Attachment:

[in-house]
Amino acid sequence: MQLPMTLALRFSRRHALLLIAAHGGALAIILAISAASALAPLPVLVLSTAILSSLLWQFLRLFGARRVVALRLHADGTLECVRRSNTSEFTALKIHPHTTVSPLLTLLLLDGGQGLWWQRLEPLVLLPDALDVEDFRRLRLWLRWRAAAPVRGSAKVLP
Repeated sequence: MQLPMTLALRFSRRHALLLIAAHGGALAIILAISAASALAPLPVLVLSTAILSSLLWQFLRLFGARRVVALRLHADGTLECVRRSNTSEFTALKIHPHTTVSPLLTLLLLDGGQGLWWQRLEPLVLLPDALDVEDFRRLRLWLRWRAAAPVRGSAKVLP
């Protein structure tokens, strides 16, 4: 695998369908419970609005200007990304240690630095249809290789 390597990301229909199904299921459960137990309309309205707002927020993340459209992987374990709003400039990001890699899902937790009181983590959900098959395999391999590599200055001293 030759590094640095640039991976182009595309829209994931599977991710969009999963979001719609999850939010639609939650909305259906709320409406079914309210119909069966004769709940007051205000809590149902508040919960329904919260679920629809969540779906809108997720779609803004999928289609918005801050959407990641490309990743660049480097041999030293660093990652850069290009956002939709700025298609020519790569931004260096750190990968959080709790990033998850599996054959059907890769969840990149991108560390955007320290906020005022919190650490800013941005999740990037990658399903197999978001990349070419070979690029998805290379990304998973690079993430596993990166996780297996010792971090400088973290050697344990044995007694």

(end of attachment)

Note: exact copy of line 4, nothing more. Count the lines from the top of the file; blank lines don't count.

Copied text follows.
């Protein structure tokens, strides 16, 4: 695998369908419970609005200007990304240690630095249809290789 390597990301229909199904299921459960137990309309309205707002927020993340459209992987374990709003400039990001890699899902937790009181983590959900098959395999391999590599200055001293 030759590094640095640039991976182009595309829209994931599977991710969009999963979001719609999850939010639609939650909305259906709320409406079914309210119909069966004769709940007051205000809590149902508040919960329904919260679920629809969540779906809108997720779609803004999928289609918005801050959407990641490309990743660049480097041999030293660093990652850069290009956002939709700025298609020519790569931004260096750190990968959080709790990033998850599996054959059907890769969840990149991108560390955007320290906020005022919190650490800013941005999740990037990658399903197999978001990349070419070979690029998805290379990304998973690079993430596993990166996780297996010792971090400088973290050697344990044995007694």